Germany

Televisionaries: the Red Army Faction story - Tom Vague

RAF attack on a US military base, 1981

A short book on Germany's most notorious urban guerrilla group, the Red Army Faction, aka the Baader-Meinhof gang. While very uncritical of the group's authoritarian politics and attacks which harm civilians, it contains useful information and so is reproduced here for reference only.

The Christmas truce, 1914 - Steven Johns

British and German troops fraternise, Boxing Day 1914

A short history of the widespread but unofficial truce between British and German troops on the Western front over Christmas, 1914 during World War I.

The responsibility of intellectuals - Dwight Macdonald

Max Lerner

In the April 1945 edition of politics, Dwight Macdonald took aim at the collective-guilt mentality as embodied in one of his favorite targets among liberal intellectuals, Max Lerner. The article also affords a prime sample of Macdonald's wry, satiric writing style.

Anarchism in Germany and other essays - Gustav Landauer

Five essays, together with a historical/biographical sketch of the legendary German anarchist. Expelled (along with Malatesta, et al.) from the Second International, he was a theorist and activist second to none—brutally murdered by the Social Democrats while leading the Bavarian Commune in 1919.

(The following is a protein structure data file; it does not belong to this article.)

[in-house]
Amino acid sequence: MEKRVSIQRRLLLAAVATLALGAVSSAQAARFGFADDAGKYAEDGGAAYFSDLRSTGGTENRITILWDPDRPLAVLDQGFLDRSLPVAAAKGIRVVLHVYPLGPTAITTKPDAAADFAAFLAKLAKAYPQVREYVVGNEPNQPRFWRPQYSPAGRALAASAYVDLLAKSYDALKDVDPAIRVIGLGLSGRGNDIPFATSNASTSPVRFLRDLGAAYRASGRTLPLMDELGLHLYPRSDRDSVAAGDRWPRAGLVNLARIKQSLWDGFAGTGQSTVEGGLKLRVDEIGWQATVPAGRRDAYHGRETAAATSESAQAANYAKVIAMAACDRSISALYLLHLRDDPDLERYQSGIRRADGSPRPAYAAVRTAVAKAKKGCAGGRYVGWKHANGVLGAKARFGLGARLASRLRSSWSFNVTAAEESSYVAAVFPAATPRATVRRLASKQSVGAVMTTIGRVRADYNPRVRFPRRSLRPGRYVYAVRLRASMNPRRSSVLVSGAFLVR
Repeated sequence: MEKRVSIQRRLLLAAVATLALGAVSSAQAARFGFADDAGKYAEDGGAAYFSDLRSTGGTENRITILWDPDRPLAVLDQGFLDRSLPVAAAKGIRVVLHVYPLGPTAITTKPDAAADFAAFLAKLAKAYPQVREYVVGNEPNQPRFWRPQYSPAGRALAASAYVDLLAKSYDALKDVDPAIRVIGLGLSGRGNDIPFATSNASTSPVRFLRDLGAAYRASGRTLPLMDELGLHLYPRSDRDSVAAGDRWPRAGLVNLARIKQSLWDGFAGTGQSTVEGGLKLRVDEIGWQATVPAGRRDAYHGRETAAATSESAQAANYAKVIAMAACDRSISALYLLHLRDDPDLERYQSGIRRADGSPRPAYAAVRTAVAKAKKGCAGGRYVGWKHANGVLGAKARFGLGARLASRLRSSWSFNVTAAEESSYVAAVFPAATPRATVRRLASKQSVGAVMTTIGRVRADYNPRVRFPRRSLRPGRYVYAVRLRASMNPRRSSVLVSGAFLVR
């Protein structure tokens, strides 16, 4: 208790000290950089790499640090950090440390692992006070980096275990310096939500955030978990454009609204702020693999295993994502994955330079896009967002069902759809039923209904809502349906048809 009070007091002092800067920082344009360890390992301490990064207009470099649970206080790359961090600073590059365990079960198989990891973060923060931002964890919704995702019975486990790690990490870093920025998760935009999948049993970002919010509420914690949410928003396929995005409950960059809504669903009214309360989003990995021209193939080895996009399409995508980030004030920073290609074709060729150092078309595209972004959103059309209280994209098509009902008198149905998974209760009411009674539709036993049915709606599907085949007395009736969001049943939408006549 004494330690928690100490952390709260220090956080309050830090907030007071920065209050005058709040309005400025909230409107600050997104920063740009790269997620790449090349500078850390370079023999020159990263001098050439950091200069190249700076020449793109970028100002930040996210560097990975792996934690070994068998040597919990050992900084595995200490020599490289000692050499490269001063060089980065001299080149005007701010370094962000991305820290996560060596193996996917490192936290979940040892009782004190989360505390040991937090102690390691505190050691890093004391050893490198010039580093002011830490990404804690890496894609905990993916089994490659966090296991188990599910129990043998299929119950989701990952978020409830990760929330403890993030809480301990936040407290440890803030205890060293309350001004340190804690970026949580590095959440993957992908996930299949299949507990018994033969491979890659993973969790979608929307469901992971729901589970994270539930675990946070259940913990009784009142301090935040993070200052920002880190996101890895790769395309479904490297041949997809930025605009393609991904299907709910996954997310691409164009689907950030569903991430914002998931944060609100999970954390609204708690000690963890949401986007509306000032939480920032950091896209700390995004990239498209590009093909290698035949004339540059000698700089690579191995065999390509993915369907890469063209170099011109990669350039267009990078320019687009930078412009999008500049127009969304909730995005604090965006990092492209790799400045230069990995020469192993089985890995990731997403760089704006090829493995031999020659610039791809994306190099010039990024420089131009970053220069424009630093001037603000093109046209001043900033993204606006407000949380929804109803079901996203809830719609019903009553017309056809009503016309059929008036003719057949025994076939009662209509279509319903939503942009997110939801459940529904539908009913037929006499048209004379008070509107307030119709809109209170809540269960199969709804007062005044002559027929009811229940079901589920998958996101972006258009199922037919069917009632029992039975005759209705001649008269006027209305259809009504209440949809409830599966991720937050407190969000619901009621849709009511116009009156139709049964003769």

Prophet of community: the romantic socialism of Gustav Landauer - Eugene Lunn

Eugene Lunn's in-depth study of Gustav Landauer's life and thought.

Critique’s quarrel with church and state (excerpt) - Edgar Bauer

Sketch of Edgar Bauer

The young Edgar Bauer (1820-1886) was credited by Gustav Landauer and Max Nettlau with founding the anarchist tradition in Germany. The following is a selection from his 'Der Streit der Kritik mit Kirche und Staat' (1843), pp. 260-269. After the failed 1848 revolutions Bauer renounced radicalism and embraced conservatism.

The reaction in Germany - Mikhail Bakunin

'Die Reaktion in Deutschland. Ein Fragment von einem Franzosen’ first appeared in Arnold Ruge (ed.), Deutsche Jahrbücher fur Wissenschaft and Kunst, nos. 247-51 (Leipzig, October 17th-21st, 1842) under the pseudonym "Jules Elysard". Die Reaktion was written in response to Ruge's call set forth in the Preface to the first edition of Deutsche Jahrbücher for all Hegelians to enter into political struggle.

How did the first world war actually end? - Paul Mason

Mutinous sailors, Kiel, 1918

Journalist Paul Mason poses the question of how World War I actually ended, as this question is being roundly ignored amidst the often revisionist and pro-war centenary commemorations.